Journal of Health and Medical Sciences
Published: 25 March 2019
Frequency and Severity of Acute Adverse Effects of Low Osmolar Iodinated Contrast Media in Contrast-Enhanced Computed Tomography
Nadiya Abdul Karim, Kashif Shahzad, Rafia Ibrar, Umeed e Sahar, Sara Khalid, Dr. Sarah Maryam, Muhammad Yousaf Farooq
The University of Lahore, Pakistan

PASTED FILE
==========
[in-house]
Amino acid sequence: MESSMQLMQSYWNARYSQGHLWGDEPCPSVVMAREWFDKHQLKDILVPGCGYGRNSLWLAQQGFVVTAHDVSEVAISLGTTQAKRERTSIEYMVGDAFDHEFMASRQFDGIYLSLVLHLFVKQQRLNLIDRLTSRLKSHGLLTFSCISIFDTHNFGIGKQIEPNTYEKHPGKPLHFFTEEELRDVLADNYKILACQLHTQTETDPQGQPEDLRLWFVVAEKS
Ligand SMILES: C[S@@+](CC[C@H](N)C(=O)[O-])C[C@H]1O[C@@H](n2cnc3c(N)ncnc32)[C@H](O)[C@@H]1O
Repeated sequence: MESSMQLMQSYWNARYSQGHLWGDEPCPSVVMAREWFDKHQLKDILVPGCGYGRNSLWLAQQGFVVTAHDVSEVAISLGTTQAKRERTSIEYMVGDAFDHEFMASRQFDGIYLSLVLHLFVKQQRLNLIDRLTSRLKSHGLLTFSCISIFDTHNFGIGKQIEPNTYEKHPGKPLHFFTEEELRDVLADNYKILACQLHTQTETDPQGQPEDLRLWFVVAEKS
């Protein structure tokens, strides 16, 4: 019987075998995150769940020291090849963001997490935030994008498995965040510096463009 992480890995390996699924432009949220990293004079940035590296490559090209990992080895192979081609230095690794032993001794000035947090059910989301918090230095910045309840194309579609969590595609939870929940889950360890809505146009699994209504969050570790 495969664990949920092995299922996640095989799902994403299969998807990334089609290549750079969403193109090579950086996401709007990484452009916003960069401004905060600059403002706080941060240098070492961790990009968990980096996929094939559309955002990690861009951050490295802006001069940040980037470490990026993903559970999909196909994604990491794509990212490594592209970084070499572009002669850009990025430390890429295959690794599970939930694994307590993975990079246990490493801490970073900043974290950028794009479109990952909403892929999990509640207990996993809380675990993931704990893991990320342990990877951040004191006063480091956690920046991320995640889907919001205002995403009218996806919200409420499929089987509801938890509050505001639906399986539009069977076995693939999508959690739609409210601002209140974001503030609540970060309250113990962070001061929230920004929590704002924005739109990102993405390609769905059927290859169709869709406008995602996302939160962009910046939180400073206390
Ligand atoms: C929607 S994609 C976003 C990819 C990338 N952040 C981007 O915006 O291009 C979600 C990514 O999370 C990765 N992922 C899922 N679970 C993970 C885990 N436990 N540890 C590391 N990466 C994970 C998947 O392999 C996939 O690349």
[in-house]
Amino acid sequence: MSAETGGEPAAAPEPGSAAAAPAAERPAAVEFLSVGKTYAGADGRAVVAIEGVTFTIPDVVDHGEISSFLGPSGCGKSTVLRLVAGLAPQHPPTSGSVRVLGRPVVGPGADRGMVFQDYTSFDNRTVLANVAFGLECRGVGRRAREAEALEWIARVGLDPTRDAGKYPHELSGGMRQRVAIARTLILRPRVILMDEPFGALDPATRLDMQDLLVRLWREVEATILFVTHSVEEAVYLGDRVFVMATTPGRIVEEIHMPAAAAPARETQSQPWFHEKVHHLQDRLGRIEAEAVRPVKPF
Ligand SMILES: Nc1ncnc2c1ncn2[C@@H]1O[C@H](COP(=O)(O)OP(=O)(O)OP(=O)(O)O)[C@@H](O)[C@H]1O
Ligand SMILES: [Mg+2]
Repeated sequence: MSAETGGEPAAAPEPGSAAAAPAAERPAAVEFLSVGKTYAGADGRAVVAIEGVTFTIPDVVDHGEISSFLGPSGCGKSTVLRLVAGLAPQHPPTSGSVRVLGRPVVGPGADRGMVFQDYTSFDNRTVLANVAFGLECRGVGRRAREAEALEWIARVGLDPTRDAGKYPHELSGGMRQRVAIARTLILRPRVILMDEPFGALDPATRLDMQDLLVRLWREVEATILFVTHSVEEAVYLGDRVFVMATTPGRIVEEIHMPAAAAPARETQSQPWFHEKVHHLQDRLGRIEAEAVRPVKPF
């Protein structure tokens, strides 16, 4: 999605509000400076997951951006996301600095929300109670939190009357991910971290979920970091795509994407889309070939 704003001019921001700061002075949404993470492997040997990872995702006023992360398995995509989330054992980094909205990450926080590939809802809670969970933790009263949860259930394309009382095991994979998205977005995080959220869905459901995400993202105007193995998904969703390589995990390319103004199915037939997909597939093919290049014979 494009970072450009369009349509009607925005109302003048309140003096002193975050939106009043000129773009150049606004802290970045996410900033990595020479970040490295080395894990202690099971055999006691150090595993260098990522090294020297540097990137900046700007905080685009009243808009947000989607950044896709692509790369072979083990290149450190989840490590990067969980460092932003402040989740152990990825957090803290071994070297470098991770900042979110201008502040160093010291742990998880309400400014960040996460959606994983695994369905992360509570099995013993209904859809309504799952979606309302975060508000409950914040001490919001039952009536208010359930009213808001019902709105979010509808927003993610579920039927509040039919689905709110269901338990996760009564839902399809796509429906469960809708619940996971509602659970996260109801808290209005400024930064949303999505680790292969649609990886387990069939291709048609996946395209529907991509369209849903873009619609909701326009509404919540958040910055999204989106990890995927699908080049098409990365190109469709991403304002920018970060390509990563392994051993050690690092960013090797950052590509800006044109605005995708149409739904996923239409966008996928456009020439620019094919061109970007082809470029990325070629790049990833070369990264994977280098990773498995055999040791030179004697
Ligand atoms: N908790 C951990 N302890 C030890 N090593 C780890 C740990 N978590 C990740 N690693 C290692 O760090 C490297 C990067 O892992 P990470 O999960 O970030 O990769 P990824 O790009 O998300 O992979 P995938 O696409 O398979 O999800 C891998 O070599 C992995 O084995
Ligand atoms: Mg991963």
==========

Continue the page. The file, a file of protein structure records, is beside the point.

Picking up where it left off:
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Background: Nonionic, low osmolar agents are now used nearly universally for intravenous (IV) contrast administration in computed tomography. The osmolarity of a contrast agent is considered to be responsible for adverse effects in patients injected with contrast media. With the increase in its utilization, acute adverse reactions are suspected to rise substantially. Regardless of the usage of low osmolar non-ionic agents to reduce adverse effects, a large number of reactions are still experienced by patients. However, the frequency of immediate adverse contrast reactions to various low osmolar non‐ionic iodinated contrast media is not well studied. A basic understanding of the occurrence, risk factors and clinical features of these reactions is important as it can help in ensuring optimal patient care. Objective: To determine the frequency and severity of acute adverse reactions related to administration of low osmolar iodinated contrast media to patients during contrast-enhanced computed tomography scans. Methods: A cross-sectional study of intravascular doses of low osmolar non-ionic iodinated contrast media administered from October 2018 to February 2018 was conducted on patients undergoing CT examinations at Combined Military Hospital, Lahore. Acute adverse effects were characterized by using the data collected. These effects were investigated for determining the frequency and severity of reactions. Results: A total of 328 low osmolar iodinated contrast doses were administered to patients coming for CT examinations. 209 cases of acute adverse effects (63.72%) were identified. 90 out of 139 (64.75%) females, 117 out of 189 (61.90%) males were affected. Mild reactions were in the majority with the most common being nausea, sweating, and change in taste. Two cases of moderate reactions and no severe/fatal reactions were found over the study period. One case necessitated transfer to the emergency for urgent care. Female patients were affected more than males. Conclusion: Acute adverse reactions to the administration of low-osmolar non-ionic iodinated contrast agents are rare. The severity of these reactions is governed by multiple aspects of an examination, but the majority of them are mild. Moderate and severe reactions occur infrequently. Ideal patient care can be very helpful to combat these reactions.
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